Ji Won Stands and Walks

On her long recovery from a random assault, it's been two steps forward, one back.

By Crawford Kilian 29 May 2009 |

Tyee contributing editor Crawford Kilian blogs about Ji Won.

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Ji Won Park assisted at her 'standing table'. Photo by David Park.

As a friend of the family, I was delighted to see how well Ji Won Park looked when I saw her the other day. Her smile was bright and her complexion was radiant. The day before the seventh anniversary of the attack that disabled her, she was cheerful and alert.

It has been a hard seven years. In 2002, she was studying English in the West End, looking forward to a career in event management. A mentally disturbed young man attacked her while she was jogging in Stanley Park, strangled her, and left her severely brain-damaged.

When her mother, Jackie Lim, arrived in Vancouver soon after, the doctors told her Ji Won would probably never come out of her coma. But she did. After months of agony, she recovered enough to understand that she was a prisoner in her own body. Slowly she has made progress toward recovery.

Two steps forward, one step back: She had an art teacher who amazingly taught her how to paint when she can't really see in two dimensions. A speech therapist helped her begin to speak a few words, but the family can't afford such help any more. A hand-held computer offered the promise of restoring some kind of speech, but it didn't work out. The company took back the computer.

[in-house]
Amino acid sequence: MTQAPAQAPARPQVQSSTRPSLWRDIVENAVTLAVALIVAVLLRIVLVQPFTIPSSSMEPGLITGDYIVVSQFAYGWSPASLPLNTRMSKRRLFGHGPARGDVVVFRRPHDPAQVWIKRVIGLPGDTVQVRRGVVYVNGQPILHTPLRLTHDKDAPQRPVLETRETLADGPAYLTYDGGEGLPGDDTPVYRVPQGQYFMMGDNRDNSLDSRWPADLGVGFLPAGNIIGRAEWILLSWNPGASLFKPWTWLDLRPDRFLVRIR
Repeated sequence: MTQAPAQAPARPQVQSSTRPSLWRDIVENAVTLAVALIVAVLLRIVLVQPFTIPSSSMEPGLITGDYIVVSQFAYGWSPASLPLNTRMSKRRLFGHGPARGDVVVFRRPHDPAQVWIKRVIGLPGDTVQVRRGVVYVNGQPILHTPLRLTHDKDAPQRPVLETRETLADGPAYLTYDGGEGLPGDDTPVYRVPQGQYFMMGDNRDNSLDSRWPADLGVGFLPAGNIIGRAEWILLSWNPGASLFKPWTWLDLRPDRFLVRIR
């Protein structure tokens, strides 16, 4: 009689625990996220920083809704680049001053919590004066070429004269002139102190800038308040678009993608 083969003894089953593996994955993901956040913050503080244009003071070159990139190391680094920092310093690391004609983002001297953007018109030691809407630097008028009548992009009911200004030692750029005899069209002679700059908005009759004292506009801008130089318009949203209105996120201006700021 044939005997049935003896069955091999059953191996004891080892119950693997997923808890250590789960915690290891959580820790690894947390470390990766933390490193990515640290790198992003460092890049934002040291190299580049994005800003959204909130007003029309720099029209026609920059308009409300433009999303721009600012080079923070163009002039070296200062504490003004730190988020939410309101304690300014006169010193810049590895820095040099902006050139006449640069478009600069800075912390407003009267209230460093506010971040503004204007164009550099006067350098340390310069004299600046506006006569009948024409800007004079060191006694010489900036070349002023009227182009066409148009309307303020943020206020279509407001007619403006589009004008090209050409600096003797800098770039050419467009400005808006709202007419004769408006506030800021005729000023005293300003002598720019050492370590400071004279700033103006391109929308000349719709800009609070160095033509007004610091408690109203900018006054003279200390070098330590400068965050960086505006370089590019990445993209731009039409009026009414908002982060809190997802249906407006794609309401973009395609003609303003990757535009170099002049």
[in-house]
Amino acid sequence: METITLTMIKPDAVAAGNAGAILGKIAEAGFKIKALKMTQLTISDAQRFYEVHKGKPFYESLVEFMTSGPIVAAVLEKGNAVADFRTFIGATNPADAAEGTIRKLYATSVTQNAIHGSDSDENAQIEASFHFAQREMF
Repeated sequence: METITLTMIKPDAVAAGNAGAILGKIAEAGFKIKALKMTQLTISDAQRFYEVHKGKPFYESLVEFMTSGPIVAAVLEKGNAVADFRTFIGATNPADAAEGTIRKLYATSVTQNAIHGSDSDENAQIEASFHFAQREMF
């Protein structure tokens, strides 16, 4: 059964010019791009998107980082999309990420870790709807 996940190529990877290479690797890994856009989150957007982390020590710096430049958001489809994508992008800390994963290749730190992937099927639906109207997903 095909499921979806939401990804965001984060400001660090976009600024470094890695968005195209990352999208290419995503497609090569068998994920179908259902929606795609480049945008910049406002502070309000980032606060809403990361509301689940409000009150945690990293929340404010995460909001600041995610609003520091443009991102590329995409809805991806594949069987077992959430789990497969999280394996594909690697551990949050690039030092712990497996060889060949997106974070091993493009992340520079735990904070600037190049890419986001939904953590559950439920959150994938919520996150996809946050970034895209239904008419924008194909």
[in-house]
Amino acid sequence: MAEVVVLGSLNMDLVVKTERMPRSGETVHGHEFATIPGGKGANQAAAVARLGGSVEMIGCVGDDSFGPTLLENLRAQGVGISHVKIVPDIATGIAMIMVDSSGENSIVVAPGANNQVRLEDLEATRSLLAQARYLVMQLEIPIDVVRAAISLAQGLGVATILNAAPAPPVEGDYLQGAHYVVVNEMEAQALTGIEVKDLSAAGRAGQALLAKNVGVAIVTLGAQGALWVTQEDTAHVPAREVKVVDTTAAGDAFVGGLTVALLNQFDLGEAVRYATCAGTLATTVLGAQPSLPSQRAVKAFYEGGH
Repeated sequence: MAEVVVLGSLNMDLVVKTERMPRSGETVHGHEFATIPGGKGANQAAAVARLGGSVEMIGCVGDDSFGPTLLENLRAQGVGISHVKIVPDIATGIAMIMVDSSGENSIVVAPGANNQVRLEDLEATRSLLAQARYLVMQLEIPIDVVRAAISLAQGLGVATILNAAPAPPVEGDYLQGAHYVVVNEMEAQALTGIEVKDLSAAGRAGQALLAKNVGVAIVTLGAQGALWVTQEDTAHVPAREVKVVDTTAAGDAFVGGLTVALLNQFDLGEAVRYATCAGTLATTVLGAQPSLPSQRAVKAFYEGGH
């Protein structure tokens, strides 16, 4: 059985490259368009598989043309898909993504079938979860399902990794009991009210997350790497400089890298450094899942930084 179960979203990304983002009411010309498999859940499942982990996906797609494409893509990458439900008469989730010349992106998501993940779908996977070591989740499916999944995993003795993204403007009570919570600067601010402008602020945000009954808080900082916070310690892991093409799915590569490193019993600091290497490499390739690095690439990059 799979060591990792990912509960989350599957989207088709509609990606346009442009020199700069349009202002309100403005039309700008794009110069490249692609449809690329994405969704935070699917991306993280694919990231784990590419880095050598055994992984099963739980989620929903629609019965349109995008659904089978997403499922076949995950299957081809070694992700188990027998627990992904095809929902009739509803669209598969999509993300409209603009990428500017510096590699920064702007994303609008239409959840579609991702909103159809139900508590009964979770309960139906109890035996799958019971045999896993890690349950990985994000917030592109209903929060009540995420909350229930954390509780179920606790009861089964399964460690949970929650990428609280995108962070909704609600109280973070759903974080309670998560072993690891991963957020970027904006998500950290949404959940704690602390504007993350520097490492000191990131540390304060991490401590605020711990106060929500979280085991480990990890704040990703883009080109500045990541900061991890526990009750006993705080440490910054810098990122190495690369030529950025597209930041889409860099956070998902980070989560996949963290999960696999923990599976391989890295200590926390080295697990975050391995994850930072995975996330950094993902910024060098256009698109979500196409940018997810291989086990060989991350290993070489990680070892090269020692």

The provincial government, which has supported Ji Won and her family in many ways, decided her physiotherapy wasn't improving her any more, and withdrew support. Now the family pays for two physio sessions a week.

That includes an hour a day in a “standing table,” where she can build up her leg muscles. It's helping. Her Facebook page shows a video of her first tentative steps, earlier this spring.

Pulling together, looking ahead

For all their difficulties, the family is optimistic. They've applied for Canadian citizenship, and joke about how Ji Won will answer the citizenship judge's questions. They plan a trip this summer to visit Lorne Mayencourt in Prince George. As their West End MLA, Mayencourt was Ji Won's constant supporter. Now he runs the BC New Hope Recovery Society.

Jackie is studying English -- and trying to read a new book, The Brain that Changes Itself, which offers some hope for Ji Won's recovery. The first pages of her copy show her translations of difficult words into Korean.

David, meanwhile, has graduated from BCIT and is looking for a job as an accountant. Since his discharge from the Korean army years ago, he has worked and studied to help support his sister.

Ji Won still communicates with smiles (yes) and closed eyes (no). Even for her mother and brother, "Jiwonese" is a difficult language.

But after seven years, Ji Won Park remains an intelligent young woman who is aware of the world around her. Once she played the piano, studied English and Turkish, and made plans for herself. Now she understands but can't speak. Her cortical blindness is improving a little, but she still can't read, or recognize two-dimensional images.

Some day she she will speak again. When she does, we will have much to learn from her.

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